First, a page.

John Skvarla, the new secretary of the state’s environmental-protection agency, has been hard to pin down on the question of just what he thinks about global warming. Perhaps the fact that he suggests it’s still an open question provides the answer.
Here’s another clue.
His executive secretary emailed Department of Environment and Natural Resources Division directors and senior managers advising them of a presentation that global-warming skeptic John Droz would give to a few dozen members of the General Assembly on Wednesday.
“Secretary Skvarla asked that I pass this along to you for your consideration as an ‘optional’ event,” the email read.
Droz, who has degrees in physics, mathematics and solid state science, also believes the global warming question is unsettled because scientists still argue both sides of the issue. The predominant view, however, is that climate change is real and that the world’s use of carbon dioxide and methane play a big role in that.
Droz was scientific adviser to the group of 20 counties that last session tried to tie sea-level rise predictions to historic trends rather than climate science that predicts a faster rise and a bigger influence on coastal development. Droz, whose main cause is to discredit wind power as a false alternative energy source, told legislators that science is being manipulated by special interest groups, which is an argument that some have used against him.
Before taking up this cause, Droz made his living as a real estate investor. As the Institute for Southern Studies Facing South project first reported, Droz owns property on the coast. Dome finds in Carteret County he owns a half-million-dollar home in Morehead City, where he lives, and a $290,000 home on Emerald Isle.
Facing South’s Sue Sturgis also reported this about Droz’s Wednesday presentation:
“Among the publications Droz cited to make his case were Whistleblower, the monthly magazine companion of WorldNetDaily, a website that promotes conspiracy theories about topics such as President Obama’s citizenship; Quadrant, a conservative Australian magazine that was involved in a scandal over publishing fraudulent science; and the Institute for Creation Research, a Texas outfit that rejects evolution and promotes Biblical creationism and the notion that “All things in the universe were created and made by God in the six literal days of the Creation Week.’ ”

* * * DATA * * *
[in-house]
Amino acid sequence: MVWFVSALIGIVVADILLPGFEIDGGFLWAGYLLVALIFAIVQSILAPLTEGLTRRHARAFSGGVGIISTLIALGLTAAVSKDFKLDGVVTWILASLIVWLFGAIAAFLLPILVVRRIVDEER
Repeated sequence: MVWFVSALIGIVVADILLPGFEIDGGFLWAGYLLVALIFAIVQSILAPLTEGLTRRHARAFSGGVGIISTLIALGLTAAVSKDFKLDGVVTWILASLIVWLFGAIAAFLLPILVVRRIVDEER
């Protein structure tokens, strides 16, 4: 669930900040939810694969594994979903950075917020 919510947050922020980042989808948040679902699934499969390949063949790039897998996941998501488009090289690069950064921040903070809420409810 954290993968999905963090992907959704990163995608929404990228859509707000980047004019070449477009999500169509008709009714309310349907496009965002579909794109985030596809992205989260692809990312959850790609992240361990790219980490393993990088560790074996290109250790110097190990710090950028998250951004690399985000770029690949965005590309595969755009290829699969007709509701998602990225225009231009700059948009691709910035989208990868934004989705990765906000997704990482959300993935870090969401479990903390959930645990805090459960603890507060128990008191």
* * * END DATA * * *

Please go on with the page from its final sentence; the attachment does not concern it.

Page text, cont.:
Bev Perdue will need to stock up on a few more text books.
The former governor, whose already headed to Harvard this spring, now has a gig at Duke this fall.
Perdue will be a fellow at the John F. Kennedy School of Government in Cambridge, Mass., where she will interact with students and help lead weekly study groups. Now Duke University has announced she will spend the fall in Durham as a distinguished visiting fellow at Duke University’s Sanford School of Public Policy.
Duke Dean Bruce Kuniholm made the announcement Friday in a news release. Perdue will be able to engage with students and faculty and share her insights from a life in politics, Kuniholm says. She will also be an adviser with the Duke Center for Child and Family Policy.
“I had always hoped my professional career could end the way it began. So, this is a dream come true for me,” Perdue is quoted as saying in the release. She was a public school teacher before she was a politician.
Perdue has a doctorate in education administration and a master’s degree in community college administration, both from the University of Florida. Her bachelor’s degree is from the University of Kentucky.
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